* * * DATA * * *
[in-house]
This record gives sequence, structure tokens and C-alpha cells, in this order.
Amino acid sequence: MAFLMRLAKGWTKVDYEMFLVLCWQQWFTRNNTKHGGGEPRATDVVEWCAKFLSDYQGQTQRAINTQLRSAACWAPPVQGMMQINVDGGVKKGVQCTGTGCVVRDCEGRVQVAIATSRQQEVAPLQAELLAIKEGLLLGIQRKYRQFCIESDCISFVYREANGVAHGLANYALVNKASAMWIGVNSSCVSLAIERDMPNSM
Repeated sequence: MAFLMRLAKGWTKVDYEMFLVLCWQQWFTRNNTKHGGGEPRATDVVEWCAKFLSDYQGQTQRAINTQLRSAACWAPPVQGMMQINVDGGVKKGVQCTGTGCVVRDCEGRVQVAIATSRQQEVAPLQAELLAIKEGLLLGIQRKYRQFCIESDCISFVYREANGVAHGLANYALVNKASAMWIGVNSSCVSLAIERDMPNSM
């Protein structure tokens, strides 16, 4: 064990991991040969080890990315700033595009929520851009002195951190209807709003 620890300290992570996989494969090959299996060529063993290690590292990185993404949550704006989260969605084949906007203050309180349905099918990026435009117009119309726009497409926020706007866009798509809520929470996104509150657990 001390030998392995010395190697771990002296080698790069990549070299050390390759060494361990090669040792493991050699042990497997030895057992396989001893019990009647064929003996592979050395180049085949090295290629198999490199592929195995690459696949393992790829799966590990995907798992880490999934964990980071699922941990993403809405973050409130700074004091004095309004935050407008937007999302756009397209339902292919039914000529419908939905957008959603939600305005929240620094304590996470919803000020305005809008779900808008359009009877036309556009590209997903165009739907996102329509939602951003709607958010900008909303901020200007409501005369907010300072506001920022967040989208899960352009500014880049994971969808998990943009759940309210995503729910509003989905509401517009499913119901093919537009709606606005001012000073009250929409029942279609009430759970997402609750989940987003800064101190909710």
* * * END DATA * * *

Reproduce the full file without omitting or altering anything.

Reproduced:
[in-house]
This record gives sequence, structure tokens and C-alpha cells, in this order.
Amino acid sequence: MAFLMRLAKGWTKVDYEMFLVLCWQQWFTRNNTKHGGGEPRATDVVEWCAKFLSDYQGQTQRAINTQLRSAACWAPPVQGMMQINVDGGVKKGVQCTGTGCVVRDCEGRVQVAIATSRQQEVAPLQAELLAIKEGLLLGIQRKYRQFCIESDCISFVYREANGVAHGLANYALVNKASAMWIGVNSSCVSLAIERDMPNSM
Repeated sequence: MAFLMRLAKGWTKVDYEMFLVLCWQQWFTRNNTKHGGGEPRATDVVEWCAKFLSDYQGQTQRAINTQLRSAACWAPPVQGMMQINVDGGVKKGVQCTGTGCVVRDCEGRVQVAIATSRQQEVAPLQAELLAIKEGLLLGIQRKYRQFCIESDCISFVYREANGVAHGLANYALVNKASAMWIGVNSSCVSLAIERDMPNSM
């Protein structure tokens, strides 16, 4: 064990991991040969080890990315700033595009929520851009002195951190209807709003 620890300290992570996989494969090959299996060529063993290690590292990185993404949550704006989260969605084949906007203050309180349905099918990026435009117009119309726009497409926020706007866009798509809520929470996104509150657990 001390030998392995010395190697771990002296080698790069990549070299050390390759060494361990090669040792493991050699042990497997030895057992396989001893019990009647064929003996592979050395180049085949090295290629198999490199592929195995690459696949393992790829799966590990995907798992880490999934964990980071699922941990993403809405973050409130700074004091004095309004935050407008937007999302756009397209339902292919039914000529419908939905957008959603939600305005929240620094304590996470919803000020305005809008779900808008359009009877036309556009590209997903165009739907996102329509939602951003709607958010900008909303901020200007409501005369907010300072506001920022967040989208899960352009500014880049994971969808998990943009759940309210995503729910509003989905509401517009499913119901093919537009709606606005001012000073009250929409029942279609009430759970997402609750989940987003800064101190909710």